Best practices in Australian web development

John Allsopp has spent a lot of time taking a close look at how major Australian websites are constructed. The results are presented in The state of the Art in Australian web development.

This is a very long article, but it’s well worth reading. The results aren’t at all surprising to most web standards-aware developers - very few of the tested sites use valid markup. If you would like to comment on the survey, John has posted a blog entry about it: Best Practices in Web Development - results published.

Posted on November 19, 2005 in Quicklinks, Web Standards

Comments

  1. November 19, 2005 by Martin Smales

    I think the problem is that many Australian people still have no idea about best practices in web development.

    If web developers say a website is perfect because it looks good in a certain browser, they need to be educated that there is more than one browser out there, not just Internet Explorer, and everyone does not see a website in exactly the same way as you do.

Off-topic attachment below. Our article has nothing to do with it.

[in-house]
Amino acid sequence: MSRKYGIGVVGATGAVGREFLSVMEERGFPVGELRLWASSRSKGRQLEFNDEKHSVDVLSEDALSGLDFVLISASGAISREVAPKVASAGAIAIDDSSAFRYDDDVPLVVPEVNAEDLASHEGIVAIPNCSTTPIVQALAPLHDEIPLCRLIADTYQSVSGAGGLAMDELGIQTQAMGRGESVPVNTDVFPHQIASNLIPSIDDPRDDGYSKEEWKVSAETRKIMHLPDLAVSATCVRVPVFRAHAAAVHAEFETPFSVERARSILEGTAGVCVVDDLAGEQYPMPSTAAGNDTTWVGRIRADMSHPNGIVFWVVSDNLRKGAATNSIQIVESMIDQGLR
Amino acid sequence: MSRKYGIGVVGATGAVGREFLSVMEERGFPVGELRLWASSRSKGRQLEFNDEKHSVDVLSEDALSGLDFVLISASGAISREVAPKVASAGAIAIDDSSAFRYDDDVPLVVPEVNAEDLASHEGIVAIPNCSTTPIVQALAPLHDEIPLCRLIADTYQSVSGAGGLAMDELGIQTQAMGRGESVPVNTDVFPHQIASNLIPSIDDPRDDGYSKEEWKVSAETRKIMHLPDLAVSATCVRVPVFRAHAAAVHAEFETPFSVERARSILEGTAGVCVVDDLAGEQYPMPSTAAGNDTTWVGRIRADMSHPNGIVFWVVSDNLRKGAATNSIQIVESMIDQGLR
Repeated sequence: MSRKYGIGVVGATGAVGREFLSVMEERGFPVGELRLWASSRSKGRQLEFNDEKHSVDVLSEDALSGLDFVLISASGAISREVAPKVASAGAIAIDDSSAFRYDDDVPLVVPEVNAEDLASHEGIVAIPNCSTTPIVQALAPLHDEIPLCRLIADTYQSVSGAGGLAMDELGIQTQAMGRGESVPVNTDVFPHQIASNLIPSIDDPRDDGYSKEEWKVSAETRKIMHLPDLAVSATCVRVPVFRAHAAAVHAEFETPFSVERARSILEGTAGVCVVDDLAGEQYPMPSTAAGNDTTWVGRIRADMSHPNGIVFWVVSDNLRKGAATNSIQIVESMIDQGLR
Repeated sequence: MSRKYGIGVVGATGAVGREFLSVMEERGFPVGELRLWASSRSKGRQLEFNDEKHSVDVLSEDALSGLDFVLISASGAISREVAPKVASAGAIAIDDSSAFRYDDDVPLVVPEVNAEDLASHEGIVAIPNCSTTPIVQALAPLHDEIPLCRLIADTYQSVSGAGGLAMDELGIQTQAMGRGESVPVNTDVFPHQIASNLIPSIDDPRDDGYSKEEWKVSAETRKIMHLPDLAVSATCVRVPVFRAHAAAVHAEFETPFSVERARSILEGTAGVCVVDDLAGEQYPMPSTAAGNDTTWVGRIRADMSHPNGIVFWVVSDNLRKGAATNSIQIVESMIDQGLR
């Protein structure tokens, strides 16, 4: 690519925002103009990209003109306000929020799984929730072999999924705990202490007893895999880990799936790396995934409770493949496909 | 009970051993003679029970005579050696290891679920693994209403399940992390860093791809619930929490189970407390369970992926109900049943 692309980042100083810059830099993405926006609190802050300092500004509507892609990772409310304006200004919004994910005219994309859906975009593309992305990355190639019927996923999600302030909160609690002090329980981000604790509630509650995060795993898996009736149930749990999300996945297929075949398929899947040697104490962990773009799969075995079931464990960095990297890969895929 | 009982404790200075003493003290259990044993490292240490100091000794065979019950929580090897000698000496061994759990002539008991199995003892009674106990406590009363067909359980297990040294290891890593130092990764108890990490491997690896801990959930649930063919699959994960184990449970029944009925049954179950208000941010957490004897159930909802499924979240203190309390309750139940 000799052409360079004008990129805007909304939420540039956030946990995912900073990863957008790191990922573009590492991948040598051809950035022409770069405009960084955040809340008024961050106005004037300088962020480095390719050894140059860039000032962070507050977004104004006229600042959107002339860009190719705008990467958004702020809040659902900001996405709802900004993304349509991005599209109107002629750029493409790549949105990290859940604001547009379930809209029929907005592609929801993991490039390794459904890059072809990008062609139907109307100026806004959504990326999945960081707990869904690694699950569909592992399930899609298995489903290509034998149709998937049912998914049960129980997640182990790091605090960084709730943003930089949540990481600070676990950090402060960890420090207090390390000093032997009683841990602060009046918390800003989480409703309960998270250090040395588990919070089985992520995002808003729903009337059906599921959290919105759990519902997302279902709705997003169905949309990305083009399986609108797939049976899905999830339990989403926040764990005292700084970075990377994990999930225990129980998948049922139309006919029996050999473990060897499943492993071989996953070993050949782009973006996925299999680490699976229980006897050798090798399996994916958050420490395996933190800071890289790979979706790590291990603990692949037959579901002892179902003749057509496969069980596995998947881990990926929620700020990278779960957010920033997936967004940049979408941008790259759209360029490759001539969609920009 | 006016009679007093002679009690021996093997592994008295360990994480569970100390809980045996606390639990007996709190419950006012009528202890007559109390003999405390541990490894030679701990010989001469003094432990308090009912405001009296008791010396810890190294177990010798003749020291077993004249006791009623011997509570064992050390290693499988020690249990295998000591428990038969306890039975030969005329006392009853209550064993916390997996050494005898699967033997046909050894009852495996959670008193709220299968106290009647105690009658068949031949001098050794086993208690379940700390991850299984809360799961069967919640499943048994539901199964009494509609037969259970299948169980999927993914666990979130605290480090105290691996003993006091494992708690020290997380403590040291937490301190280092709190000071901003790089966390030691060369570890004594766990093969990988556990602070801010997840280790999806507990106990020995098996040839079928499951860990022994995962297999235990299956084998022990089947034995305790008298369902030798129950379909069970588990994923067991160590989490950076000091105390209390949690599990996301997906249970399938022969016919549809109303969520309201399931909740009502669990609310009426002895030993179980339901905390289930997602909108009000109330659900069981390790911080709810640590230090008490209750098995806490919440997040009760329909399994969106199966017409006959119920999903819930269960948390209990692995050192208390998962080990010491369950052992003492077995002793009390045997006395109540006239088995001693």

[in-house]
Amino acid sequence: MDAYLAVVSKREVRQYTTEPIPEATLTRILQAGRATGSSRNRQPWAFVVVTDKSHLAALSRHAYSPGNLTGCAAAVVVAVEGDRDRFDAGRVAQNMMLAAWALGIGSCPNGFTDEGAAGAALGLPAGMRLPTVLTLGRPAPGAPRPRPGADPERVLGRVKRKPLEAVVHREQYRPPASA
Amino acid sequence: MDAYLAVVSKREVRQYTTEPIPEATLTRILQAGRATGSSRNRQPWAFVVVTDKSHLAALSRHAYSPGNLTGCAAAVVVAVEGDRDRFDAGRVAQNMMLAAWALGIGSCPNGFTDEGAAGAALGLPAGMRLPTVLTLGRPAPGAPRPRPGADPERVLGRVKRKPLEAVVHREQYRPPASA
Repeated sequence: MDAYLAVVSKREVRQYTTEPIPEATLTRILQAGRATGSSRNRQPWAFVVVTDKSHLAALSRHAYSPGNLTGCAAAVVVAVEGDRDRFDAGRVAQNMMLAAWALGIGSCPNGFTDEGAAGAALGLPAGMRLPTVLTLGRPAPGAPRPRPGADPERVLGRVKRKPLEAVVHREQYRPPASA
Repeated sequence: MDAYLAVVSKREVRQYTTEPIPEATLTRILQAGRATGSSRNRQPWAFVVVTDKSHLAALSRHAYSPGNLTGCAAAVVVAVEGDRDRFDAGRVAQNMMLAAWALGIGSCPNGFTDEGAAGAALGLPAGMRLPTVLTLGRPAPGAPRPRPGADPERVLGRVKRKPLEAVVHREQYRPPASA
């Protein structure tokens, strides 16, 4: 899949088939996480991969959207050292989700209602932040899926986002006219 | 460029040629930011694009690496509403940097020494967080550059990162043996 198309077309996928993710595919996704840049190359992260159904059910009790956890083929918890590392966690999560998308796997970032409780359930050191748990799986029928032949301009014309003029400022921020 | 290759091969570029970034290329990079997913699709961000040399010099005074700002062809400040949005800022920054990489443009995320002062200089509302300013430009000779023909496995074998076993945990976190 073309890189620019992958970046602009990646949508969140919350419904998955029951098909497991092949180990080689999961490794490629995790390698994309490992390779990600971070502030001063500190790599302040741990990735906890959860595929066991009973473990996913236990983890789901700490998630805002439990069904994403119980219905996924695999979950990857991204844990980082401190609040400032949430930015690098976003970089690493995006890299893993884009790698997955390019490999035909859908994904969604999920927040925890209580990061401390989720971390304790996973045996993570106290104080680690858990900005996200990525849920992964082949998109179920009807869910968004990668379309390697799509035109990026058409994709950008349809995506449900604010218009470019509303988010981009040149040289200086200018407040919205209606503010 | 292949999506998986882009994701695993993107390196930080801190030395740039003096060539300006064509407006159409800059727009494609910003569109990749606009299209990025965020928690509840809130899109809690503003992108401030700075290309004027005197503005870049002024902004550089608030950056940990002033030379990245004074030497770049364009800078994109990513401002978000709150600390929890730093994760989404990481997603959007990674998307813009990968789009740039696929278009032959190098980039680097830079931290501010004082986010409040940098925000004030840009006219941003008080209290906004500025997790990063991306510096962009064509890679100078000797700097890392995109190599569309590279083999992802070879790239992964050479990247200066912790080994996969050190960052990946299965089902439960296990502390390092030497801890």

If educating the masses to help improve the state of Australian web development is difficult, then what does?

    Oh, I am from Australia working as a web programmer for a major Australian university. I think blogs like 456 Berea Street does help me stay informed of web standards.

  2. The world is such a small place because of the web isn’t it? Look here - an article from a Swede about Aussie Web Standards prcatice…I think I’ve seen more articles on the web about Australia’s web design industry/practices than the majority of European countries that are right on our doorstep…well…in proportion to the UK and Sweden that is (in relation to you, Roger, and I that is).

    Sorry - those comments are quite ‘off topic’…but I thought it was worth commenting. Roger: Delete at will!! :D

  3. As an Aussie web developer, I tend to agree Martin above. I see so many of my competitors undercut my pricing, and delivering cookie-cutter, table-based designs.

    It’s hard to sell web standards in a market where clients are quite happy to pay less for a website, as long as it looks the same in all browsers. I know this can be achieved with valid markup/standards, but so many developers I know just don’t see the value in learning a new way.

    I try to tell them “It’s not a new way, it’s the right way” but it falls on deaf ears.

  4. Totally agreed. For those like me who attended John’s presentation at WE05 knows exactly the lack of understanding in Australian businesses.

    But I think its a global problem, as everyone faces the same problem. If Disney UK goes back to non-standards, what basis do we, as developers, have to push new and improved standards? Again adoption within the community is slow and often its too easy for many to revert back to tables-spacer because it works.

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